After many long evenings of pondering together during the pandemic, we decided this Spring to finally get all of our DNA tested. We did a lot of research on which company to use and placed our orders after settling on one. The kits arrived, we read our directions, swabbed our cheeks, sealed it all up, and sent it off for testing! My daughter’s results came in first. Then, my husband’s. Then, mine.
It was fascinating and thrilling! Not surprisingly, my daughter had a good chunk of Irish/Scottish/Welsh blood in her, but we loved finding out that she is mostly Nigerian on her biological dad’s side. She also has some French and Central Asian blood in her. We realized it must have been something ingrained in her DNA that gave her that love for French and Asian culture without knowing where that passion originated from before. She wanted to know if the Asian blood came from me. We told her that we’d know once my DNA test results came back!
My husband is also mostly Nigerian and Irish/Scottish/Welsh. He and I both have blood from the same Jewish tribe, which is a pretty amazing coincidence! We wish we knew where that intersection lies. He also has DNA that traces to Sierra Leone and some other parts of Africa, but he has a small percentage from Nepal. We now know why he loves all the things about Nepali culture!
On the ancestry site, I was able to find census records of where my husband’s grandmother was living when she was only 11 years old. She hadn’t been wanted by her parents, and my mother-in-law never knew where her own mother had lived when she was young. We called her to tell her what we discovered, and she just cried on the phone. It’s important to know where you come from.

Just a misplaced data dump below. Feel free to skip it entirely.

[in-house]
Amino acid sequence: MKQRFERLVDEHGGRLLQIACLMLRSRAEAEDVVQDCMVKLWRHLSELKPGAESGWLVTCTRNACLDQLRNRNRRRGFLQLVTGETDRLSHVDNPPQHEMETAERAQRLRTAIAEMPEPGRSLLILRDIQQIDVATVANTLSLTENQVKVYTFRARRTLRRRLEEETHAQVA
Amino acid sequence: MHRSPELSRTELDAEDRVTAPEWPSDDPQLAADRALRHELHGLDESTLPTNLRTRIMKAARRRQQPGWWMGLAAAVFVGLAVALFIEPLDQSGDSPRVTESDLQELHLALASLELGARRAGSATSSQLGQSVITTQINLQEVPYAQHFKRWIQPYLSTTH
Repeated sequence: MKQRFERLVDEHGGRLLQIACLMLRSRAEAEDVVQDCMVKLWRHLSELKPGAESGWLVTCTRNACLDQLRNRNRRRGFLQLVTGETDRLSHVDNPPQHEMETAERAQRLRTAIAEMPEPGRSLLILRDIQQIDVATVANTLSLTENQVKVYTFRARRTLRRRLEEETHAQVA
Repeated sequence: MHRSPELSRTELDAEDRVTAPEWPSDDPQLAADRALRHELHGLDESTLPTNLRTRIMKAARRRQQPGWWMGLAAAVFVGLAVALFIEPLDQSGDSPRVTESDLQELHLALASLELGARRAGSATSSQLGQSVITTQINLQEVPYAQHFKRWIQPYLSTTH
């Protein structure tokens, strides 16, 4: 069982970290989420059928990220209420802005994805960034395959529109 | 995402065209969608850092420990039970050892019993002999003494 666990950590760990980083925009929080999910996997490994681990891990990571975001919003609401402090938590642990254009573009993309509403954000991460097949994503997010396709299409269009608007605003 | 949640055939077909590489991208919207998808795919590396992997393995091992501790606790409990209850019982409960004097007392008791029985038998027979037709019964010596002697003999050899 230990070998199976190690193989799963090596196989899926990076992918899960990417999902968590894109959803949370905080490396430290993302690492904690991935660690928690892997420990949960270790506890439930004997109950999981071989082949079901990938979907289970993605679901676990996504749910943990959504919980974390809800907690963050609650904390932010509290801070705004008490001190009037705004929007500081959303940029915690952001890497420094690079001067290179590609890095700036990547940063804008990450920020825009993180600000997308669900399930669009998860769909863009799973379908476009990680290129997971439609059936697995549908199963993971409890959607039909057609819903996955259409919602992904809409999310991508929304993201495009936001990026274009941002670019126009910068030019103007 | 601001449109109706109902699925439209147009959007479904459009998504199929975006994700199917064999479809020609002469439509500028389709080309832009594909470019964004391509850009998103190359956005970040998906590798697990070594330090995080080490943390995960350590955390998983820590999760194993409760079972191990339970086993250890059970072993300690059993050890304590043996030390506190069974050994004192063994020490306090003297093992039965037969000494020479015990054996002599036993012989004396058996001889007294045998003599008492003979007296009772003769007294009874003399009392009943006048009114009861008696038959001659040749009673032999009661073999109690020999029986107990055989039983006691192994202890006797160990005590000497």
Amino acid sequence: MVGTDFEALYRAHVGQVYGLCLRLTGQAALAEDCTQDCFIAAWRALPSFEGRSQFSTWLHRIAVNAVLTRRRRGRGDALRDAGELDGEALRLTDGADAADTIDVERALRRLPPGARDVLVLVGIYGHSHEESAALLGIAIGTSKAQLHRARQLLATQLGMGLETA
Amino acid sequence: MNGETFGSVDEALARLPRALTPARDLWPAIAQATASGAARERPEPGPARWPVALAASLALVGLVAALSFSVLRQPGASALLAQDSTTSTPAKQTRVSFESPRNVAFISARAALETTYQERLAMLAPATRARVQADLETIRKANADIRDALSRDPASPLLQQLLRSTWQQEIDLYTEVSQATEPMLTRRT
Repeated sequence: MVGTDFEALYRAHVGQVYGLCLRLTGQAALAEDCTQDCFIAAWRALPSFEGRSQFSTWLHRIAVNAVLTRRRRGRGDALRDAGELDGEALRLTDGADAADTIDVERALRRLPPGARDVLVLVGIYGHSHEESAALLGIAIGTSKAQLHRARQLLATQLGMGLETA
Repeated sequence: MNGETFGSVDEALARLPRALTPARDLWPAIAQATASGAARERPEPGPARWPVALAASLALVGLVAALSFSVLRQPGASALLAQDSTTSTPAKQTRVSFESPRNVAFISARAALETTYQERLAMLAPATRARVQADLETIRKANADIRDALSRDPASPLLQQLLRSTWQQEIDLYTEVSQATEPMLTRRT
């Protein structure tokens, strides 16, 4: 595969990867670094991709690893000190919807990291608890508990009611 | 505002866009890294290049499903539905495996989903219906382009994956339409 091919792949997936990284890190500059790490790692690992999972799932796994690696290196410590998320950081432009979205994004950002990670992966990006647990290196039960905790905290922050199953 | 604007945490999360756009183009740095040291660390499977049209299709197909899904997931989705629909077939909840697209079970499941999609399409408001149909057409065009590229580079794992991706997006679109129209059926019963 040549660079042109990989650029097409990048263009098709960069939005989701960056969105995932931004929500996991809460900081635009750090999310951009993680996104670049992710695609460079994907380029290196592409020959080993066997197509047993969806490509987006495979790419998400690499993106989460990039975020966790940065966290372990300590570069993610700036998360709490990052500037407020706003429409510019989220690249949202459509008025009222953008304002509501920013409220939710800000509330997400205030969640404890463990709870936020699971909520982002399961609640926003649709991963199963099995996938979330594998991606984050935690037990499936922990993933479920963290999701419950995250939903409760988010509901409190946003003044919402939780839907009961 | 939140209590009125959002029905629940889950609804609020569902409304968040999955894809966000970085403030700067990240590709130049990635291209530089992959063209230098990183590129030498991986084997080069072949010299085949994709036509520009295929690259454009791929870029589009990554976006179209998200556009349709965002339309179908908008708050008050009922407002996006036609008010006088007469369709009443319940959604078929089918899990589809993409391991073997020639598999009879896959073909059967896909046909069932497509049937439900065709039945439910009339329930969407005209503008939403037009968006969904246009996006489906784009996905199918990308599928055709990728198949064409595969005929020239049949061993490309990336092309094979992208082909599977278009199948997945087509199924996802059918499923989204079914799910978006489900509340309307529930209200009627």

Even at 82, knowing more about those from whom she came has a powerful impact.
I’m still digging to see how far back I can trace my two loves’ ancestry, but I hit a goldmine on my father’s side. I knew we O’Briens were from the New York line, but I’d never had any interest in researching it all for myself. Turns out that line came to Brooklyn, New York from Nova Scotia, Canada and traces back to Irish, English, and French royalty before that. I have a grandfather (many greats back) that died and is buried in Jamaica.
I have direct ancestors that are buried in Westminster Abbey and Notre Dame Cathedral. I traced one line back to discover I am a direct descendant of Rollo, the first King of Normandy, and the Vikings. That line goes back to 40BC before I lose the line in my research.
It is exhilarating, but also a smack in the face of my white privilege that I have this knowledge of where I came from and where my daughter partly comes from, when my husband does not have the same.
It’s a privilege that I will never take for granted again. It’s not even a privilege I was aware of until a few weeks ago. At least I can pass this part down to my daughter. We always tell her she comes from Black queens, and now we tell her she is a descendant of kings and should take so much pride in herself and the way she presents herself.
I’m going to keep digging until I find out more for my husband and daughter because we all deserve to know where we come from.